It's so exciting to make a year-end list full of new artists and new projects by established artists. I'm not saying these are the best albums of the year, just the ones I liked the best.
- Jonsi Go
- Clem Snide Meat of Life
- Sleigh Bells Treats
I wrote about these three albums earlier in the year, and every single one of them held up. The Jonsi album offers more up for discovery each time I listen; Clem Snide still makes me feel like I'm the only girl in the room; and the Sleigh Bells concert was the most physically exciting and aggressive I've been to since I saw Rage Against the Machine.
- Jenny and Johnny I’m Having Fun Now
- Best Coast Crazy for You
Two shimmering, California-esque gestures to 60s girl groups. Jenny and Johnny's (that's Jenny Lewis of Rilo Kiley and Jonathan Rice) up-beat sound belies the economic and emotional turmoil evident in the lyrics, while Best Coast's sung sighs for loves lost or not yet gained is no less delightful for its lack of lyrical depth.
- Mumford & Sons Sigh No More
This album of hopeful Americana performed by a band of Brits took a while to grow on me, but then suddenly I was hooked.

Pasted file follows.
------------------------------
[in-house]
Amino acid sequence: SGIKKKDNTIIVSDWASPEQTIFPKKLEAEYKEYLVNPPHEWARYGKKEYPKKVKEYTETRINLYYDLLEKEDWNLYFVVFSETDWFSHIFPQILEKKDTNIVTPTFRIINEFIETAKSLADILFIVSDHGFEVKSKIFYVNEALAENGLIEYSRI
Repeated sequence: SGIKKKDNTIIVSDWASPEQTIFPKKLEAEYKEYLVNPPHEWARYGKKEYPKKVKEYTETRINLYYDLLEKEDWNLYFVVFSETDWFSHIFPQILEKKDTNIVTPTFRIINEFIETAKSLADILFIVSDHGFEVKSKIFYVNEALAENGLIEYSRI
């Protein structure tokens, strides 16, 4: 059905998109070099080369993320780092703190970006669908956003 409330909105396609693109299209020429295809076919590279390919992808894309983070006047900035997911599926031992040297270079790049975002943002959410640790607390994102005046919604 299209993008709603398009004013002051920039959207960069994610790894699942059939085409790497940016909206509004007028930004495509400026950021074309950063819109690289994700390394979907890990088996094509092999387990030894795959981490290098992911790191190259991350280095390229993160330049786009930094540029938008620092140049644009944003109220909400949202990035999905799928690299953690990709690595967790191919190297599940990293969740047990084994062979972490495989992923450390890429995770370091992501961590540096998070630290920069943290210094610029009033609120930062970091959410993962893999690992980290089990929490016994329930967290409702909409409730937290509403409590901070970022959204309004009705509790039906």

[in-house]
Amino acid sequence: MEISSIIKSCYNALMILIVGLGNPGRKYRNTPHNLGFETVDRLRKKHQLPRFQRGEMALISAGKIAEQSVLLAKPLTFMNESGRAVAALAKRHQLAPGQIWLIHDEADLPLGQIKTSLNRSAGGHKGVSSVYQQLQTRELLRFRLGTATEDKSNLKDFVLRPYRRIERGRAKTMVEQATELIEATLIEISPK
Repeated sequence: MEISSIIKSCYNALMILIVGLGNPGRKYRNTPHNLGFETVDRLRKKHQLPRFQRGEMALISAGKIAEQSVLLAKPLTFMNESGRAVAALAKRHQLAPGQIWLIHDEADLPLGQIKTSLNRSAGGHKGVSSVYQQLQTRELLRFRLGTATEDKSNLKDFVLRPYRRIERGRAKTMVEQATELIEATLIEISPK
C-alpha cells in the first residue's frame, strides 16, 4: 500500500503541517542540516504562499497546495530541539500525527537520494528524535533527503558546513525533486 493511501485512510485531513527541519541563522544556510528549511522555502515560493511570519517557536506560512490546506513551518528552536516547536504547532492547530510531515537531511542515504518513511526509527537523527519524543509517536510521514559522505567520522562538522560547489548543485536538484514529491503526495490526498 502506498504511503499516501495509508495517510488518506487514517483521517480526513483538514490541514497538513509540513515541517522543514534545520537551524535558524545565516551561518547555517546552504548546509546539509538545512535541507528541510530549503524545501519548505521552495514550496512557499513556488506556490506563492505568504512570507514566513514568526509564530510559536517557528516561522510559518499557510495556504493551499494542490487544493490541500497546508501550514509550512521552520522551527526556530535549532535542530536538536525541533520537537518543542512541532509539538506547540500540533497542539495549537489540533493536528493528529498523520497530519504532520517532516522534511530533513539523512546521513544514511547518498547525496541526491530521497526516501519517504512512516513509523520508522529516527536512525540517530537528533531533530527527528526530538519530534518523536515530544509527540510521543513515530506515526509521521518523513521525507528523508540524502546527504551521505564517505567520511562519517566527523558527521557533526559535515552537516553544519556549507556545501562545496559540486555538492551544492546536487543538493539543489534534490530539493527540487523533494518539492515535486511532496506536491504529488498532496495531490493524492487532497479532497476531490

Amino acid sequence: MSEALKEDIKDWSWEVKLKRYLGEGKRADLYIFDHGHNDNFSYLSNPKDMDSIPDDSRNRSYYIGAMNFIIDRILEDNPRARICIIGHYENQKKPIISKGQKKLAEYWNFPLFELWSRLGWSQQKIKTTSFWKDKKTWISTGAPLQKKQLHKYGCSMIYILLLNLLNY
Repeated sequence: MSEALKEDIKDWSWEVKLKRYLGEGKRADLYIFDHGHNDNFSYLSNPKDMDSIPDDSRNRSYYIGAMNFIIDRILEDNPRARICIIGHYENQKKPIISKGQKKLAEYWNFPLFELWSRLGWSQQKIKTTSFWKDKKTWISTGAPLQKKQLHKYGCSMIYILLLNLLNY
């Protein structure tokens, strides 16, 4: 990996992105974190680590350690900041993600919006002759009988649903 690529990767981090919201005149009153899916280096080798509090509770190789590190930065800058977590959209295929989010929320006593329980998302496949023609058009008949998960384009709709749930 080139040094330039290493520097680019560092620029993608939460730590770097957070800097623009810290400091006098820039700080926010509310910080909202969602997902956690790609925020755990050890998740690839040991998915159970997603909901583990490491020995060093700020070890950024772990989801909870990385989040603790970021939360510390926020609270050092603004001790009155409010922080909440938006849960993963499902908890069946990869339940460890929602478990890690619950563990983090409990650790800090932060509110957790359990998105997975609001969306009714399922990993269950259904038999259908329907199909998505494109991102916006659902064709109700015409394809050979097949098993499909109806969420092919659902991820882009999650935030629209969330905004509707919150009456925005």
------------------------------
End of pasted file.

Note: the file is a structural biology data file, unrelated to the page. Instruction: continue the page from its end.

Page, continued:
- A Broken Consort Crow Autumn
- David Karsten Daniels and Fight the Big Bull I Mean to Live Here Still
I once gave my students the assignment of making a soundtrack to their lives. They all made playlists that were very of this moment - who they are right now - but it got me thinking what I want the soundtrack of my future to sound like. Neither of these albums were out when I made my list, but they would have been featured prominently had they been. I love their sound that manages to be both discordant and symphonic.
- LCD Soundsystem This is Happening
James Murphy is still sounding fresh and inventive four albums in.
- John Legend and the Roots Wake Up
Oddly the only political album on my list this year, Wake Up's mines lesser-known soul music from the 60s and early 70s for social justice songs that resonate for the second decade of the 21st century.